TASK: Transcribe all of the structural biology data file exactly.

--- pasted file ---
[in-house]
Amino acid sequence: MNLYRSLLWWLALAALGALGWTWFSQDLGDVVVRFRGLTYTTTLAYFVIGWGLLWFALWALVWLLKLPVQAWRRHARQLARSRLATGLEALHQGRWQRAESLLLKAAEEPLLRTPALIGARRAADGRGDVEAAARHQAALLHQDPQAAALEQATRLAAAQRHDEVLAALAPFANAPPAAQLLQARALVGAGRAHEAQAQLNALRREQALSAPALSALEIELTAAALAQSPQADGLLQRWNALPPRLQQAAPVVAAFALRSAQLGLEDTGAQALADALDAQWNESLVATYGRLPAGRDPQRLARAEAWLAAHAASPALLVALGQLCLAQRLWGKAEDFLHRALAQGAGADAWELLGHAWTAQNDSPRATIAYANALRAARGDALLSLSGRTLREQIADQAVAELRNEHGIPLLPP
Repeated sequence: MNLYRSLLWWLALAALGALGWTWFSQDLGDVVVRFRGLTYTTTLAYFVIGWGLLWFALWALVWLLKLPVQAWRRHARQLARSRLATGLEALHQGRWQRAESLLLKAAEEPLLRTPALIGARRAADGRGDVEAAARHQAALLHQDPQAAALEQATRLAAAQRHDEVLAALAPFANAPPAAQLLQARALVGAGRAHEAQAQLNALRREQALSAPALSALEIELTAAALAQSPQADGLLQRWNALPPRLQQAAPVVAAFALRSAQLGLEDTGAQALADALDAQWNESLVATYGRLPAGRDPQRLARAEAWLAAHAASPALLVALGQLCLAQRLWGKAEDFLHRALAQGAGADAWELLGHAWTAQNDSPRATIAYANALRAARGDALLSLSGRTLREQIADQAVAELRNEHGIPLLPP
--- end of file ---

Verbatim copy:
[in-house]
Amino acid sequence: MNLYRSLLWWLALAALGALGWTWFSQDLGDVVVRFRGLTYTTTLAYFVIGWGLLWFALWALVWLLKLPVQAWRRHARQLARSRLATGLEALHQGRWQRAESLLLKAAEEPLLRTPALIGARRAADGRGDVEAAARHQAALLHQDPQAAALEQATRLAAAQRHDEVLAALAPFANAPPAAQLLQARALVGAGRAHEAQAQLNALRREQALSAPALSALEIELTAAALAQSPQADGLLQRWNALPPRLQQAAPVVAAFALRSAQLGLEDTGAQALADALDAQWNESLVATYGRLPAGRDPQRLARAEAWLAAHAASPALLVALGQLCLAQRLWGKAEDFLHRALAQGAGADAWELLGHAWTAQNDSPRATIAYANALRAARGDALLSLSGRTLREQIADQAVAELRNEHGIPLLPP
Repeated sequence: MNLYRSLLWWLALAALGALGWTWFSQDLGDVVVRFRGLTYTTTLAYFVIGWGLLWFALWALVWLLKLPVQAWRRHARQLARSRLATGLEALHQGRWQRAESLLLKAAEEPLLRTPALIGARRAADGRGDVEAAARHQAALLHQDPQAAALEQATRLAAAQRHDEVLAALAPFANAPPAAQLLQARALVGAGRAHEAQAQLNALRREQALSAPALSALEIELTAAALAQSPQADGLLQRWNALPPRLQQAAPVVAAFALRSAQLGLEDTGAQALADALDAQWNESLVATYGRLPAGRDPQRLARAEAWLAAHAASPALLVALGQLCLAQRLWGKAEDFLHRALAQGAGADAWELLGHAWTAQNDSPRATIAYANALRAARGDALLSLSGRTLREQIADQAVAELRNEHGIPLLPP